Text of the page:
Light-weight materials such as carbon-fiber, aluminum and magnesium are widely touted as key components of the drive towards greater fuel economy. Which explains why the automotive steel supplier industry is suddenly calling for an end to tailpipe emissions testing and a switch to the more holistic life cycle analysis testing. According to a press release from WorldAutoSteel, an industry group, the production of steel alternatives can create up to 20 times the carbon emissions of steel.
Director Cees ten Broek explains
When vehicle emissions assessments are focused solely on the emissions produced during the driving phase (tailpipe), it encourages the use of greenhouse gas-intensive materials in the effort to reduce vehicle weight and fuel consumption. However, this may have the unintended consequence of increasing greenhouse gas emissions during the vehicle’s total life cycle. Regulations that focus only on one part of the vehicle’s life cycle will become immediately out of date as the electric vehicle becomes more prominent on the road. We are only shifting the problem to other vehicle life cycle phases.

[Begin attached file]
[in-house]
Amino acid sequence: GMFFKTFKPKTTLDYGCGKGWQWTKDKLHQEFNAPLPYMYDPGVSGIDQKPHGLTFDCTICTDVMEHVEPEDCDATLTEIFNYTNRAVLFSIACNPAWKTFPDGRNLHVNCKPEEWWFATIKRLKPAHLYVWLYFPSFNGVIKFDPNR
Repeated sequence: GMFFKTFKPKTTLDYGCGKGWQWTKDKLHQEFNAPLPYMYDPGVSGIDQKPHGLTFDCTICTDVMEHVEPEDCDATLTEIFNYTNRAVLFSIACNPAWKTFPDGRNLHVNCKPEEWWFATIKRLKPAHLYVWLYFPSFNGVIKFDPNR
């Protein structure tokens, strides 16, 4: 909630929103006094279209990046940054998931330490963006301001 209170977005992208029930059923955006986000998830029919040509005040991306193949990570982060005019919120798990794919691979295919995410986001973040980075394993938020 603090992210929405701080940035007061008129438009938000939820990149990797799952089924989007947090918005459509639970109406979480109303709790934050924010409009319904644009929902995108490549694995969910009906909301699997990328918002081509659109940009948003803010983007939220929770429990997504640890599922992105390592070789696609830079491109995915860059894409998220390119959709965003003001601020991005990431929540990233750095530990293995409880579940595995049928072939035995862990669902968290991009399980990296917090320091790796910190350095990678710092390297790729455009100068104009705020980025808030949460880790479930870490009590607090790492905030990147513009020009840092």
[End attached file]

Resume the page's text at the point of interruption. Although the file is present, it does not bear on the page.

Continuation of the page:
It’s always interesting to watch industries react when their self-interest suddenly aligns with idealism, but steel industry self-interest isn’t a reason to reject this idea out of hand. A study by the engineering firm Ricardo [PDF here] shows that as batteries and lightweight materials increase the amount of “embedded carbon” in cars, the production-side emissions are expected to reach 57% of life cycle emissions. In light of this trend, it’s not difficult to see why regulating tailpipe emissions alone makes little sense in a comprehensive carbon-regulation scheme. But, as the Ricardo study also shows, life cycle analysis is difficult and complicated. Imagining those complex calculations being fed into the complexity of a CAFE-style program literally makes the mind boggle.